CORVALLIS, Ore. – A computer science professor at Oregon State University will be participating in the Olympics in Beijing this summer – sort of.
Although Carlos Jensen won’t be throwing the javelin, competing in beach volleyball or fencing, he will be doing research to make it easier for the more than 4,500 television and radio commentators who broadcast live from the Olympics to more accurately and instantly access data about the athletes and events while on the air.
All broadcast journalists rely on an online Commentator Information System provided by the Olympic Committee that enables them to access athlete statistics, medal tallies, real-time scores or race times, and even the air temperature or wind speed being measured and transmitted by hundreds of sensors located throughout the sports venues.
The current information system was originally developed for the 1992 Olympics, Jensen said. Because the Olympics – whether the winter or summer games – take place only every two years, in different countries around the world and with different technical crews on the ground, ongoing improvements to the information system have been less than ideal.
“In terms of the user experience, this system has not really evolved much other than minor cosmetics and some work on the architecture to improve the speed,” said Jensen, whose research has revealed that although the system contains some 200 pages of information, most commentators only use four or five pages.
“Many users bring hardcopies instead of using the touch screens because they’re concerned they could get lost navigating the system and then be caught on the air without the information they need up on their computer screens.”
Jensen and his graduate students have been studying ways to help these commentators, who must make split-second decisions while broadcasting live and wading through a sea of statistics and other data.
“The commentators are under a very high degree of mental workload and stress,” Jensen said. “We’re hoping our research will lead to an information system that is more effective and less stressful to use.”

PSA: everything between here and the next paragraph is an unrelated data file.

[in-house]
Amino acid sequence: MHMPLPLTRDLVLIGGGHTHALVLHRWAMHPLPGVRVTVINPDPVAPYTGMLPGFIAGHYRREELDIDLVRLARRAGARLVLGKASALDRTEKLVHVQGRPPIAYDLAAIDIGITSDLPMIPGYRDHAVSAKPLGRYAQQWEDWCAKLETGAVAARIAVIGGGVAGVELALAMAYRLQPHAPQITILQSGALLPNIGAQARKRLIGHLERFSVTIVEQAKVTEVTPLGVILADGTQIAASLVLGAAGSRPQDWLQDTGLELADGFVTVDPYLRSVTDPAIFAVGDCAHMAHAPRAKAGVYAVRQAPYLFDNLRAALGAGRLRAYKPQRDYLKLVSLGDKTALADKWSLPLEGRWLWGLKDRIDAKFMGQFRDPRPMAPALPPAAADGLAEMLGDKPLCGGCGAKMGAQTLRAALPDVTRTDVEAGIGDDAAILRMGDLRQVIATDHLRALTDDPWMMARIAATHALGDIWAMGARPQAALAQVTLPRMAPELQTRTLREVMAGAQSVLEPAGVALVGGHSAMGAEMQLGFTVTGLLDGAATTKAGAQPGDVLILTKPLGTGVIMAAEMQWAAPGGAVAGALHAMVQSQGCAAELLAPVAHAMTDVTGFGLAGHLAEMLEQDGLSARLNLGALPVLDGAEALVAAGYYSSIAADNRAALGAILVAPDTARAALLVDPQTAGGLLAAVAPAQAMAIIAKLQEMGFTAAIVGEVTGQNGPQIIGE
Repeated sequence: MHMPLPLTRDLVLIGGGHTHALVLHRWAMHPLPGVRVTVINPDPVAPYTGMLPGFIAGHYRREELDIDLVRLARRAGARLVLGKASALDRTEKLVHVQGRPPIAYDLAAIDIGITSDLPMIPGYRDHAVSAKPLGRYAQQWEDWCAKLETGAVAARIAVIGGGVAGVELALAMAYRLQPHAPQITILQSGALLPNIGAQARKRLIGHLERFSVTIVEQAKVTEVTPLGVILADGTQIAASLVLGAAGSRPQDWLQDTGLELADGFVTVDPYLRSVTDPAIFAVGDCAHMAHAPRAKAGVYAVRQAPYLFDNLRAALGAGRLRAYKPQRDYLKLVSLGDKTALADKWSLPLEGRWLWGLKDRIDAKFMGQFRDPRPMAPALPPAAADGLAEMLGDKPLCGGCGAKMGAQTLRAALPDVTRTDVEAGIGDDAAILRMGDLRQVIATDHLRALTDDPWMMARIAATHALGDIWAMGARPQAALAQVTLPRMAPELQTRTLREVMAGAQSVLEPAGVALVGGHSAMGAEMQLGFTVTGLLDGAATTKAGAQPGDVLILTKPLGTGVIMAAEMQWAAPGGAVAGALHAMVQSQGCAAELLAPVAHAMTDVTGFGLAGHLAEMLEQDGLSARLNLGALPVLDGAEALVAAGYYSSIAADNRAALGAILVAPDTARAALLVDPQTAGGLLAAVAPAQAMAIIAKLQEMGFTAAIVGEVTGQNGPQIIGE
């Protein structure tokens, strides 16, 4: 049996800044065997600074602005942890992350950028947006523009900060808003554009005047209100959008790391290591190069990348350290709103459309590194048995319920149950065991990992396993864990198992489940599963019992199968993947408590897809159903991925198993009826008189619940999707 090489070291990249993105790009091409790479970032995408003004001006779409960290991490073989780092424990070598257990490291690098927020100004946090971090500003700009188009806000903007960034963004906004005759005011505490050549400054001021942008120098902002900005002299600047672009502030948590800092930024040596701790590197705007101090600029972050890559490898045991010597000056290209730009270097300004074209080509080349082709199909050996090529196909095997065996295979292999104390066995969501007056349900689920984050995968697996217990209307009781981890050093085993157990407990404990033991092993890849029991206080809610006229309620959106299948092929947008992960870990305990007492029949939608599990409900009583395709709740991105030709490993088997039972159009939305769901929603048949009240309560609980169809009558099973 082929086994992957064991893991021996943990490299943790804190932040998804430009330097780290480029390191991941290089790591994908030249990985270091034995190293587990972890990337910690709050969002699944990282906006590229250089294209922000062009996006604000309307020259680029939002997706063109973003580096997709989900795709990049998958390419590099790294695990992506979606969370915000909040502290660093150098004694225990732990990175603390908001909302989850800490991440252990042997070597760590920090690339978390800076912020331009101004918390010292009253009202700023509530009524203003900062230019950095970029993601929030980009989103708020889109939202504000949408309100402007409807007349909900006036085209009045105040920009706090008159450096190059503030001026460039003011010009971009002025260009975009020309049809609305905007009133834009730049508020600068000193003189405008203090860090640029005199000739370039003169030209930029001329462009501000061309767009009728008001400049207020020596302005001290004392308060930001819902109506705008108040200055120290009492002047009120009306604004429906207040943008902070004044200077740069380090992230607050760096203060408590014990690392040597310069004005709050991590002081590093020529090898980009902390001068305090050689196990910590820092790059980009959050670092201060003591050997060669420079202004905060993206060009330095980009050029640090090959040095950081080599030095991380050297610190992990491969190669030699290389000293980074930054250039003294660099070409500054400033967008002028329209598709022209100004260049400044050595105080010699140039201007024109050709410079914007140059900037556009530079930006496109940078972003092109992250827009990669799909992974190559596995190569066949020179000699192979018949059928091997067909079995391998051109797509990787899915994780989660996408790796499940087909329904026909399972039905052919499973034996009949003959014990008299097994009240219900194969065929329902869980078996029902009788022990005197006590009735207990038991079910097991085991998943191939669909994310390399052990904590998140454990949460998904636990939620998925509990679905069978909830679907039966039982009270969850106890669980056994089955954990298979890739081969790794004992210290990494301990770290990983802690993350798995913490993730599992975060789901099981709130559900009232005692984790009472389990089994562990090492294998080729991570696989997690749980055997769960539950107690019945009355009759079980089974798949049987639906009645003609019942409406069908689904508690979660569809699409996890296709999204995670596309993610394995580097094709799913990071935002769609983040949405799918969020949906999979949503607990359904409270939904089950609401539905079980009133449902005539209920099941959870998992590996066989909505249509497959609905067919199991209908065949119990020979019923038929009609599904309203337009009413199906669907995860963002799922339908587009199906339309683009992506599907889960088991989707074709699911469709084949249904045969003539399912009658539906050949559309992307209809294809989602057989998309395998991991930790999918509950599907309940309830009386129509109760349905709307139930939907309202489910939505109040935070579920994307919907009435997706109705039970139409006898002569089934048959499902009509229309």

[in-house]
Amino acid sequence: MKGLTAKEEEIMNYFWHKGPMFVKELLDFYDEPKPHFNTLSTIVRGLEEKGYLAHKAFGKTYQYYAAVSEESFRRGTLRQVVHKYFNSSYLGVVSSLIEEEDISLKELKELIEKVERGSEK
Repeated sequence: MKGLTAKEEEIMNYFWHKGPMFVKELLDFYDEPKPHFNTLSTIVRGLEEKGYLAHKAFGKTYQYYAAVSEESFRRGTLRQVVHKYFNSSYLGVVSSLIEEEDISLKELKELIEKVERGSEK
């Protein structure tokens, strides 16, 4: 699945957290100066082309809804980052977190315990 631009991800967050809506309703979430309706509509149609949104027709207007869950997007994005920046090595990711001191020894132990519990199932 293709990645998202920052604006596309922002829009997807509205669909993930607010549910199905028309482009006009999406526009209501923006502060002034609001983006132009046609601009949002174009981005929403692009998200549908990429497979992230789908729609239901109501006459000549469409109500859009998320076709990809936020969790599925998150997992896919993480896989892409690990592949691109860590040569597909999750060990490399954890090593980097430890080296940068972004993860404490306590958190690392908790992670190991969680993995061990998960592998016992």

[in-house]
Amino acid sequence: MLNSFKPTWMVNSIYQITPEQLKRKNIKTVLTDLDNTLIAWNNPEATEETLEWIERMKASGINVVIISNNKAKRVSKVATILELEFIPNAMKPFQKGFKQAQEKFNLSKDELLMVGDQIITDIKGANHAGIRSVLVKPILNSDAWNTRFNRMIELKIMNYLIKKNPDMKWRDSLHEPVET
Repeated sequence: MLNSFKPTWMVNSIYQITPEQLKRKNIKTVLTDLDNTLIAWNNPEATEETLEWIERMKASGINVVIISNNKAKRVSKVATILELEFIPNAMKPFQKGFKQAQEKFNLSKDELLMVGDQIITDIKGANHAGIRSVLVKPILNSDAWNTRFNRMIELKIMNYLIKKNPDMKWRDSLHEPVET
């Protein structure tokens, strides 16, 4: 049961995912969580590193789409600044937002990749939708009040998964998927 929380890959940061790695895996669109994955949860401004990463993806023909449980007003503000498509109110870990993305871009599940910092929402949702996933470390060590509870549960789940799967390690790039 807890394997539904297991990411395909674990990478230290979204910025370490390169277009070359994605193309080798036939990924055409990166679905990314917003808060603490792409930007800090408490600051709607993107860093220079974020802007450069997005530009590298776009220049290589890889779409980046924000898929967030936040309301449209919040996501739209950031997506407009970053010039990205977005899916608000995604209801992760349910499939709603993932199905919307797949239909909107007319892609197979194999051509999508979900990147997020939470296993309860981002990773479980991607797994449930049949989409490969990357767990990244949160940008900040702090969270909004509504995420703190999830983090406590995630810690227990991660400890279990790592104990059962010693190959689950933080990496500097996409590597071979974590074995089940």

He and his students are working to develop an alternative information system that takes advantage of Web 2.0 tools, including ways to personalize the interface so it is not only easier to navigate, but also to customize to meet the individual needs of commentators.
Jensen’s ultimate goal: a new prototype system that is up and running in time for the 201- Winter Olympic Games in Vancouver.
Jensen’s research has the potential to result in a marketable product. Computer terminals linked to the Commentator Information System at the Olympic stadiums rent for $7,500 each, with remote connections costing up to $20,000. Commentators from small media outlets need to travel to the host city and pay the rental fee to tap into the system. Jensen’s work might one day result in a lower-cost alternative system that could be used from anywhere in the world.
His research could also apply to other scenarios where users are working under pressure while viewing large amounts of data, such as in aircraft cockpits, at nuclear reactors, and in GPS systems.
The Olympic Games, with their international flavor, are a perfect fit for the multi-lingual Jensen, who was born in Spain, the son of a Norwegian father and a Spanish mother, but grew up in Norway, where he watched the Olympics on television.
Jensen first attended the Olympic Games in Sydney in 2000 to help with technical support for the European Broadcasting Union when he was a graduate student at the Georgia Institute of Technology.
“The previous games had been in Atlanta, so there were a lot of people in town who had connections to the Olympics,” Jensen said. “I helped a friend fix his PC, and he asked me if I had any summer plans, and it turned into one of those amazing opportunities.”
Since then, Jensen has attended the Salt Lake Winter Olympics in 2002 and the Athens Summer Games in 2004, gathering more data for his research. His research team was able to arrange for a live feed to his OSU lab for the Winter Games in Turin in 2006.
He says working at the Olympics is somewhat akin to being with the circus. “You show up a month early, set up everything, watch the fun, and two weeks later take everything down and watch things go back to normal.”